Tuesday, 08 September 2015 17:36

Finding the Right Mobile Data solution for your RV

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One of the biggest changes that the RV world has recently seen has come as a result of access to mobile data via cellphones and computers. This helps us stay in touch with friends and family, and gives us access to infinite amounts of information while we are on the road. You can enhance your road trip and in some cases even make it safer and cheaper (check out our recommended smart phone apps for RVers), but first you will have to make sure that you have a good internet & data solution in place.


4G stands for "Fourth Generation", and it has a few various incarnations that are competing to be the successor to the throne of mobile data. Currently leading the pack is the 4G LTE service primarily being pushed by Verizon, Sprint, AT&T and T-mobile among other carriers. LTE speeds can easily reach over 30 Mbps down and 15 Mbps up, rivaling that of land-based cable and DSL connections.

If you want to compare services for your RV, don't forget that in addition to the download speeds, the coverage areas should also be a big factor to consider. Click on the map below for a comprehensive map of the coverage areas for all of the major 4G network providers (also 2G and 3G).

cell networks

Satellite Internet

While 4G and 3G solutions incorporate satellites within their overall network, the primary source of their speed comes from nearby data towers. This is why you can encounter areas that don't have great service or any service at all. With true satellite Internet access, you can directly communicate with the electronics hovering in the sky above, but this immediacy comes at a premium. Between the equipment and the service subscription, satellite internet will cost more than the other options at their most basic level, but it is certainly competitive if you use a lot of data or venture into areas where cell coverage is questionable. The speed will vary based on location, but the basic plan from a prominent vendor, Hughesnet, claims 5 Mbps up and 15 Mbps down. Because you are directly sending signals back and forth from a satellite, there is an inherently greater latency than other services.

With satellite, you gain the advantage of having coverage virtually anywhere you go. However, poor weather can have an effect on the quality of your signal.

Wi-Fi and Mobile Hotspots

A Wi-Fi connection is a wireless network link that is limited to a local area. There are two types of devices that bear the Wi-Fi name. First, there are Wi-Fi routers and access points which can be connected to a standard Internet connection. You can use them yourself to share a satellite or other internet connection, but RV parks and other businesses frequently offer their Wi-Fi networks to nearby users as well. You can usually access these wireless networks for free. At the other end of the Wi-Fi world are the adapter that allow computers or other devices to connect to the service. Most smartphones come with included Wi-Fi capabilities, but research your model to be certain.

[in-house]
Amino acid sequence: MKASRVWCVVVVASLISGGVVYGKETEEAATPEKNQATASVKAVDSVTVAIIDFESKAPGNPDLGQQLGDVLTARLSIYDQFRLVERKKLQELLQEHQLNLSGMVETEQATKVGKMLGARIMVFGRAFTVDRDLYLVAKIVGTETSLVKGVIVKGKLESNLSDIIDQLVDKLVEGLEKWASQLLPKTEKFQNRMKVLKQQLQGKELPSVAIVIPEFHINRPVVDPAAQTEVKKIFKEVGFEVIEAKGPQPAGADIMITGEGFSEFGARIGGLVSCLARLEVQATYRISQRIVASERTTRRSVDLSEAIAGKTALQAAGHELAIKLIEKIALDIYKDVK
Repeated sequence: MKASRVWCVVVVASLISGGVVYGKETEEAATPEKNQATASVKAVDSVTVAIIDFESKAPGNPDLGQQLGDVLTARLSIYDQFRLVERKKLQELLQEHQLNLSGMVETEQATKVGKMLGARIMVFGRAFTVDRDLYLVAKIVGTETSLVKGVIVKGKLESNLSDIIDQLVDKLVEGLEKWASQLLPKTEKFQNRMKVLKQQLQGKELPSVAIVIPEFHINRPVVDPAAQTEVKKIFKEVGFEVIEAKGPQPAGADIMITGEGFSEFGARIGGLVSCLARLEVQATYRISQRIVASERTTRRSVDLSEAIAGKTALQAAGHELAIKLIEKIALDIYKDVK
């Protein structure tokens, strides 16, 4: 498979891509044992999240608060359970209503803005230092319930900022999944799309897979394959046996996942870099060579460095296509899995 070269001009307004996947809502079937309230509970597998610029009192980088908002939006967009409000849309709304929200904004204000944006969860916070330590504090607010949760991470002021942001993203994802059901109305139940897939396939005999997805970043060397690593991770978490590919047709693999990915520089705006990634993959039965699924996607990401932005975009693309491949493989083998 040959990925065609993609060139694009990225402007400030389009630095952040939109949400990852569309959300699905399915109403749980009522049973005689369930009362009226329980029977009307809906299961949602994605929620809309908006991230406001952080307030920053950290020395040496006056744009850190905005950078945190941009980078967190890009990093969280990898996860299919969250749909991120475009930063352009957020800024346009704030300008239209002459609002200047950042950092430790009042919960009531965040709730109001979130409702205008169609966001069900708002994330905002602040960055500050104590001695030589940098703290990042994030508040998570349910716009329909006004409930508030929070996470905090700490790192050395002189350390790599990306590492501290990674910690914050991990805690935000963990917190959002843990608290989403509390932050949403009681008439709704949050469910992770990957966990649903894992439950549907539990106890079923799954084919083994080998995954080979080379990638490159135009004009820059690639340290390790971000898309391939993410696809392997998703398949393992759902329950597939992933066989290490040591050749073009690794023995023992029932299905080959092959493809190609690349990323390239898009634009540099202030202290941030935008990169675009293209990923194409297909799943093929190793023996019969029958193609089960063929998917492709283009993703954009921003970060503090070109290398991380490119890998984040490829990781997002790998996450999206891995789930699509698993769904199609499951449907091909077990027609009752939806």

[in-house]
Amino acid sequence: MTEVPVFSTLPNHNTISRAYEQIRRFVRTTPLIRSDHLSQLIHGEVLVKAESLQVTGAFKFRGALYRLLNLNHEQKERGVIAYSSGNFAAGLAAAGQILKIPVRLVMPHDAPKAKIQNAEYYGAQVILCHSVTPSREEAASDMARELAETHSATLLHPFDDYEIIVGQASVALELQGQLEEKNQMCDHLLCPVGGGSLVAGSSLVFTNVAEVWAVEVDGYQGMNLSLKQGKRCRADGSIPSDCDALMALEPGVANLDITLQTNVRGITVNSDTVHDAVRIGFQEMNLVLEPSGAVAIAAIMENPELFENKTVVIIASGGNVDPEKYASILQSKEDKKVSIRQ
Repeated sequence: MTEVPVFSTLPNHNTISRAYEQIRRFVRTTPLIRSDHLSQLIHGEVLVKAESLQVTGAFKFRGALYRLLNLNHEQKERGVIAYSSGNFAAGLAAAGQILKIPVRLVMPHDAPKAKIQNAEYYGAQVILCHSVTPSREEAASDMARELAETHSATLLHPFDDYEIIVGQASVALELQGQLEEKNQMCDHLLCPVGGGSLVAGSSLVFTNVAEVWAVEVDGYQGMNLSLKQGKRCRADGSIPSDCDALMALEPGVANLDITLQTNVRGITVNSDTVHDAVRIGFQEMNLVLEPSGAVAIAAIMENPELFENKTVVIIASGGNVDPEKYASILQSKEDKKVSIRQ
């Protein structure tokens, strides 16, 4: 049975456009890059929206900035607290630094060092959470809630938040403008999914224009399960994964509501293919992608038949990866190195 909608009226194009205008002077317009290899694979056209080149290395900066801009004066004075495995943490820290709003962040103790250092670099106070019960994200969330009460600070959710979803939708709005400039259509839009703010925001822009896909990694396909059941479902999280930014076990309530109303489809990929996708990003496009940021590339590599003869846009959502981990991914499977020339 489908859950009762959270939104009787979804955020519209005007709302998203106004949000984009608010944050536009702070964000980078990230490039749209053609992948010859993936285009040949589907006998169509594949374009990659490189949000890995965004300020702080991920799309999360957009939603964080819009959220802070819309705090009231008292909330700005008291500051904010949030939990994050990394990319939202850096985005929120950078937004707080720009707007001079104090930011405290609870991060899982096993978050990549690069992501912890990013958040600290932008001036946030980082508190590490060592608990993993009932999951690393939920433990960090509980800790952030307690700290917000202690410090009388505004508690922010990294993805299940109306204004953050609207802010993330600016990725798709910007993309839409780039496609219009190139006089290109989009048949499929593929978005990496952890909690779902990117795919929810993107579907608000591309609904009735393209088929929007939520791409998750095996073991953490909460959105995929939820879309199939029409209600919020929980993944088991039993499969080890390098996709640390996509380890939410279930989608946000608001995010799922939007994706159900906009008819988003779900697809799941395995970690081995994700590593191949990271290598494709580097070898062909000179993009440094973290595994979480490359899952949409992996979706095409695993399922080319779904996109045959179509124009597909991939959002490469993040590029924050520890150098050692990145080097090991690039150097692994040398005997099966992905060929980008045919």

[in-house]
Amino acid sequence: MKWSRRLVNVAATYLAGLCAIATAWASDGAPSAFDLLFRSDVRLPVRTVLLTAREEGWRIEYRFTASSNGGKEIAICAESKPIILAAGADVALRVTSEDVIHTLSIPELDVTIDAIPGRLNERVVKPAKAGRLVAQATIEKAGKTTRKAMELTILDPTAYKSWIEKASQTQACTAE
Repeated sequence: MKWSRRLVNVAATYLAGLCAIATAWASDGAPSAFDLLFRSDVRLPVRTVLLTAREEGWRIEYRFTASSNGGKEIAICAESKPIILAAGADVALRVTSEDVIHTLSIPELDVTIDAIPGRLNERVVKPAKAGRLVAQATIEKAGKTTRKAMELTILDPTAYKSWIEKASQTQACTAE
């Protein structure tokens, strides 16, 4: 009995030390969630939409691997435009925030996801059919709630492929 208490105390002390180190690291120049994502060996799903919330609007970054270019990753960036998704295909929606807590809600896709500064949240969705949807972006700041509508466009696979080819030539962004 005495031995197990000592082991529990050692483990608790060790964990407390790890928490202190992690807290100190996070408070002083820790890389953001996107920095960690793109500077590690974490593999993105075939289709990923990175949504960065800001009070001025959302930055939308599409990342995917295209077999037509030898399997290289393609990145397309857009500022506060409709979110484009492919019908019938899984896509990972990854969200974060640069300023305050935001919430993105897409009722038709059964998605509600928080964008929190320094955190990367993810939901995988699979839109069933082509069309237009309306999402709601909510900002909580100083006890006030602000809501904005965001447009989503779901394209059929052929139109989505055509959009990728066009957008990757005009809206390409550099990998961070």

Wi-Fi networks can bring occassional security risks, however this will not be a frequent concern for those of you who like to use the Wi-Fi while you are parked outside of a Starbucks. It is typically hotels and airports where wireless network use can be a concern. If you are visiting Las Vegas during the Defcon Conference, you probably shouldn't even turn your mobile devices on:)

You can use Wi-Fi to your advantage if you have multiple people try to use the internet at one time in your RV. This advantage will be noticed simply because everyone can be "using" the same data plan and overall you may wind up paying less for mobile data usage if you buy the right data plan. You can consider setting up a mobile hotspot with one of your phones - this creates a Wi-Fi network using a 4G phone as the main point of access to the internet.


Like Wi-Fi, Bluetooth is a networking technology that helps facilitate Internet connections rather than inherently provide one. It allows devices to connect with one another within close proximity, which could be anywhere from a few inches to a few feet. You shouldn't rely on Bluetooth for your primary data network due to the higher complexity of sharing an internet connection over the technology, but it can help make connecting certain devices easier if you look for a Wi-Fi router with Bluetooth functionality. Keep in mind, bluetooth connections can also present a security risk because they are vulnerable to hacking. The signal strength in generally weaker than a Wi-Fi network, so this still only presents a risk if used in a busy public area where your Blutooth signal can be picked up by nearby hackers.

And that's all! Now you can filter through the morass of technology options available to you with a bit more knowledge. We hope you will find the right solution to make your RV adventuring more enjoyable, even if it's just by giving the kids a connection to the outside world to keep them calm during long stretches of road.

Read 2482 times Last modified on Monday, 03 October 2016 20:10